4 Simple Sleep Habits That Help You Live Longer, New Research Shows
Your health hinges on getting a better night's rest, according to science.
We all know how unpleasant it feels to skimp on a good night's sleep. More often than not, when we get too little shuteye, we become groggy, crabby, unfocused, and forgetful. However, chronically poor sleep habits affect much more than the following morning. Experts say that your health—and even your longevity—can start to suffer when you neglect getting adequate rest on a regular basis.
"Sleep affects almost every type of tissue and system in the body—from the brain, heart, and lungs to metabolism, immune function, mood, and disease resistance," explains the National Institute for Neurologic Disorders and Stroke. "Research shows that a chronic lack of sleep, or getting poor quality sleep, increases the risk of disorders including high blood pressure, cardiovascular disease, diabetes, depression, and obesity."
The good news? There are a handful of easy changes that can put you back on track to better health. These are the five simple sleep hygiene habits to try if you want to live longer, new research shows.
Get enough quality sleep.
Getting enough sleep on a regular basis is one of the major pillars of health, of similar importance to your diet and physical activity levels. Most adults need between seven and nine hours of sleep per night, according to the Centers for Disease Control and Prevention (CDC). Adults aged 65 and older need just slightly less—between seven and eight hours per night.
According to a 2010 meta-analysis published in the journal Sleep, which mined data from 16 studies including 1,382,999 subjects, sleep duration can significantly impact longevity. "Both short and long duration of sleep are significant predictors of death in prospective population studies," the study authors concluded.
But it's also important for your health and longevity to get good quality sleep, the CDC notes. You can do this by getting natural light exposure early in the day, eating well, getting physical activity throughout the day, having a pre-bedtime ritual, and making your bedroom conducive to uninterrupted sleep.
"Signs of poor sleep quality include not feeling rested even after getting enough sleep, repeatedly waking up during the night, and experiencing symptoms of sleep disorders (such as snoring or gasping for air). Improving sleep quality may be helped by better sleep habits or being diagnosed and treated for any sleep disorder you may have," the CDC writes.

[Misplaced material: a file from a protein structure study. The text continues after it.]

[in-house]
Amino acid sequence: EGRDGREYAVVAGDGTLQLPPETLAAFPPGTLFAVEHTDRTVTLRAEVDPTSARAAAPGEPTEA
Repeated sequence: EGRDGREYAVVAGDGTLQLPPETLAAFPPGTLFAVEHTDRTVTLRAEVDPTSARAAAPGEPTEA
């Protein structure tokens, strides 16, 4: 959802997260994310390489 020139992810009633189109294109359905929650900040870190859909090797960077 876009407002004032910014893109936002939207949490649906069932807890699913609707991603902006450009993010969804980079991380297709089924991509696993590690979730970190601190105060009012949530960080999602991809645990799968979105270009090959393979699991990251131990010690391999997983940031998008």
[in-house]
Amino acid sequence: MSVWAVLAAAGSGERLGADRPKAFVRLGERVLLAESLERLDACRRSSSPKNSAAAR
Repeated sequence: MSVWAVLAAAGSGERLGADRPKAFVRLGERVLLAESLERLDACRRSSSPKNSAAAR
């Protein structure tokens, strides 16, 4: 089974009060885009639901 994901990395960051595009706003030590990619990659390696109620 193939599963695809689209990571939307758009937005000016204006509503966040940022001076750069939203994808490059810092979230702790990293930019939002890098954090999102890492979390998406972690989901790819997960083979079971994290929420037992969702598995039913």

Set a schedule for your sleep and wake times.
It's long been accepted that sleep duration has a direct effect on health and longevity, but researchers are only now beginning to understand how keeping a set sleep schedule impacts length of life.
According to a newly released, Jan. 2024 study also published in the journal Sleep, setting consistent sleep and wake times may have the greatest effect on longevity.
"Emerging research demonstrates that sleep regularity, the day-to-day consistency of sleep-wake timing, can be a stronger predictor for some health outcomes than sleep duration," the study states. "Sleep regularity may be a simple, effective target for improving general health and survival."
Wear an eye mask.
When you allow even a little bit of light into your bedroom at night—let's say from a bright clock or a nightlight in the hallway—this can have a profound effect on your sleep quality and overall health. In fact, research shows that the practice is associated with metabolic and cardiovascular risk factors, including increased insulin resistance, and higher incidence of diabetes, high blood pressure, and obesity.
Wearing an eye mask at night is a simple way to counteract these risks by blocking out any minor lights.
Try a scent diffuser.
Scent can be a powerful trigger for memory, and new research seems to suggest that using a scent diffuser while you sleep can help improve cognitive function. In fact, when a cohort of senior study subjects used fragrance diffusers in their bedrooms for just two hours every night over six months, the researchers saw that their cognitive performance on a memory test rose by a shocking 226 percent.
"Minimal olfactory enrichment administered at night produces improvements in both cognitive and neural functioning. Thus, olfactory enrichment may provide an effective and low-effort pathway to improved brain health," the study authors concluded.
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Best Life offers the most up-to-date information from top experts, new research, and health agencies, but our content is not meant to be a substitute for professional guidance. When it comes to the medication you're taking or any other health questions you have, always consult your healthcare provider directly.
- Source: National Institute for Neurologic Disorders and Stroke: Understanding Sleep
- Source: CDC: How Much Sleep Do I Need?
- Source: Sleep Duration and All-Cause Mortality
- Source: Sleep regularity is a stronger predictor of mortality risk than sleep duration
- Source: Light at night in older age is associated with obesity, diabetes, and hypertension
- Source: Overnight olfactory enrichment using an odorant diffuser improves memory and modifies the uncinate fasciculus in older adults